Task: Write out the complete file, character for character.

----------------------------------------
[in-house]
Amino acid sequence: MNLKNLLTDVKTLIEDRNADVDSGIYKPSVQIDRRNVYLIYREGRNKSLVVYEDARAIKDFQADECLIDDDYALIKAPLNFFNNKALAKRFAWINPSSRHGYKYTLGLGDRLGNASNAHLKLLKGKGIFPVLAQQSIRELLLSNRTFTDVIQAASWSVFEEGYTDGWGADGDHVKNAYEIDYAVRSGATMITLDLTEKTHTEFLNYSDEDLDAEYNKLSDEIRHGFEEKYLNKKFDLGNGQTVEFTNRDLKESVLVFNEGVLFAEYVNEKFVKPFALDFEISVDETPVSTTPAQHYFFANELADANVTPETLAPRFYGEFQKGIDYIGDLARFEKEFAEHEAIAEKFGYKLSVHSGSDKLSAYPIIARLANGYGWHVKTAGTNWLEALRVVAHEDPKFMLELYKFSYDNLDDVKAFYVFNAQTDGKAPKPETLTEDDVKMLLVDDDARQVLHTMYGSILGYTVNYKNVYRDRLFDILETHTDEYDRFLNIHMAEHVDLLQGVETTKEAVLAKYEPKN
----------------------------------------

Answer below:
[in-house]
Amino acid sequence: MNLKNLLTDVKTLIEDRNADVDSGIYKPSVQIDRRNVYLIYREGRNKSLVVYEDARAIKDFQADECLIDDDYALIKAPLNFFNNKALAKRFAWINPSSRHGYKYTLGLGDRLGNASNAHLKLLKGKGIFPVLAQQSIRELLLSNRTFTDVIQAASWSVFEEGYTDGWGADGDHVKNAYEIDYAVRSGATMITLDLTEKTHTEFLNYSDEDLDAEYNKLSDEIRHGFEEKYLNKKFDLGNGQTVEFTNRDLKESVLVFNEGVLFAEYVNEKFVKPFALDFEISVDETPVSTTPAQHYFFANELADANVTPETLAPRFYGEFQKGIDYIGDLARFEKEFAEHEAIAEKFGYKLSVHSGSDKLSAYPIIARLANGYGWHVKTAGTNWLEALRVVAHEDPKFMLELYKFSYDNLDDVKAFYVFNAQTDGKAPKPETLTEDDVKMLLVDDDARQVLHTMYGSILGYTVNYKNVYRDRLFDILETHTDEYDRFLNIHMAEHVDLLQGVETTKEAVLAKYEPKN